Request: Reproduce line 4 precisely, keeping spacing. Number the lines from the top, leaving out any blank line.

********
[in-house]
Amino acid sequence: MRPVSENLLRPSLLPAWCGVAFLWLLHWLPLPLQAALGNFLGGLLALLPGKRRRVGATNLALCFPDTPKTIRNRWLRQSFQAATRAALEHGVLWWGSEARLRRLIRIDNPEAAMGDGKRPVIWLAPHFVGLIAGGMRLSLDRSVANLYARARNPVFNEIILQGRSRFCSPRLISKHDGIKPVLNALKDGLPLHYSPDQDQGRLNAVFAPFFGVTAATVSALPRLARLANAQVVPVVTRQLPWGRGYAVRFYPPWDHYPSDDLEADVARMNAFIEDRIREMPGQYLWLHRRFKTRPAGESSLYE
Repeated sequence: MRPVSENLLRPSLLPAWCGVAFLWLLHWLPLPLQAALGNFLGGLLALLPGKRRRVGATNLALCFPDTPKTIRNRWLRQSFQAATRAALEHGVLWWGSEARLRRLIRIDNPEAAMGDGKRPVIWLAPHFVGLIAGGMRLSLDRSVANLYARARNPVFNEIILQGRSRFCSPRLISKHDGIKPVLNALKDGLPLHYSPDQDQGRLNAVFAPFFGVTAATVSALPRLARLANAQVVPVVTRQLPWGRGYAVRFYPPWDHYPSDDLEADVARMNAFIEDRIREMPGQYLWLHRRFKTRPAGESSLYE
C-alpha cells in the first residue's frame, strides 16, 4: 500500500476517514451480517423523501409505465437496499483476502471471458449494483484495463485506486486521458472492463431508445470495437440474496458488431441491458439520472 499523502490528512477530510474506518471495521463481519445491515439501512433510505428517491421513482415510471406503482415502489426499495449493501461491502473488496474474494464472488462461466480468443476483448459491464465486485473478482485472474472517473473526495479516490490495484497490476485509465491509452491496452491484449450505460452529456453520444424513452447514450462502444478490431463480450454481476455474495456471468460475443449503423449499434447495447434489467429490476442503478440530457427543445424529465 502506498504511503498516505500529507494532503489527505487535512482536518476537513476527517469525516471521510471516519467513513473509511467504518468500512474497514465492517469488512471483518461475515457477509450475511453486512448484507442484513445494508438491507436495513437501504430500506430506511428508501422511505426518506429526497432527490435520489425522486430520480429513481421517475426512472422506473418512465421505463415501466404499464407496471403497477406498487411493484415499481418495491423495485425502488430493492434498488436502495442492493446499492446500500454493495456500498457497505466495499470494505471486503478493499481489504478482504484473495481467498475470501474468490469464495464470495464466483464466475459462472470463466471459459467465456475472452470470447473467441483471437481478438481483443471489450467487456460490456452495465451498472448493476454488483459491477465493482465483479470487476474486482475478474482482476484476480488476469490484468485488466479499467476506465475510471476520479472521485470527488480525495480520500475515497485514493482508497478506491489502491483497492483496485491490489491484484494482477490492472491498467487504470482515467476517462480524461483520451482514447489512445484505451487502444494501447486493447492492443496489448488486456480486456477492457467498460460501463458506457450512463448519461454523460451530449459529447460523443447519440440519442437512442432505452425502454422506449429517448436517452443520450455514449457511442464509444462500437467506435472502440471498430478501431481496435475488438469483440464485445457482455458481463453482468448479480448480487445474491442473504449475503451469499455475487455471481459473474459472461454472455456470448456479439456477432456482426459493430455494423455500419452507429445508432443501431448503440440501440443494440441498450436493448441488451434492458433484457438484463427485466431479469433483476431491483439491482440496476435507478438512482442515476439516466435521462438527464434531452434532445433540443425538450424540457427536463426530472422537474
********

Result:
C-alpha cells in the first residue's frame, strides 16, 4: 500500500476517514451480517423523501409505465437496499483476502471471458449494483484495463485506486486521458472492463431508445470495437440474496458488431441491458439520472 499523502490528512477530510474506518471495521463481519445491515439501512433510505428517491421513482415510471406503482415502489426499495449493501461491502473488496474474494464472488462461466480468443476483448459491464465486485473478482485472474472517473473526495479516490490495484497490476485509465491509452491496452491484449450505460452529456453520444424513452447514450462502444478490431463480450454481476455474495456471468460475443449503423449499434447495447434489467429490476442503478440530457427543445424529465 502506498504511503498516505500529507494532503489527505487535512482536518476537513476527517469525516471521510471516519467513513473509511467504518468500512474497514465492517469488512471483518461475515457477509450475511453486512448484507442484513445494508438491507436495513437501504430500506430506511428508501422511505426518506429526497432527490435520489425522486430520480429513481421517475426512472422506473418512465421505463415501466404499464407496471403497477406498487411493484415499481418495491423495485425502488430493492434498488436502495442492493446499492446500500454493495456500498457497505466495499470494505471486503478493499481489504478482504484473495481467498475470501474468490469464495464470495464466483464466475459462472470463466471459459467465456475472452470470447473467441483471437481478438481483443471489450467487456460490456452495465451498472448493476454488483459491477465493482465483479470487476474486482475478474482482476484476480488476469490484468485488466479499467476506465475510471476520479472521485470527488480525495480520500475515497485514493482508497478506491489502491483497492483496485491490489491484484494482477490492472491498467487504470482515467476517462480524461483520451482514447489512445484505451487502444494501447486493447492492443496489448488486456480486456477492457467498460460501463458506457450512463448519461454523460451530449459529447460523443447519440440519442437512442432505452425502454422506449429517448436517452443520450455514449457511442464509444462500437467506435472502440471498430478501431481496435475488438469483440464485445457482455458481463453482468448479480448480487445474491442473504449475503451469499455475487455471481459473474459472461454472455456470448456479439456477432456482426459493430455494423455500419452507429445508432443501431448503440440501440443494440441498450436493448441488451434492458433484457438484463427485466431479469433483476431491483439491482440496476435507478438512482442515476439516466435521462438527464434531452434532445433540443425538450424540457427536463426530472422537474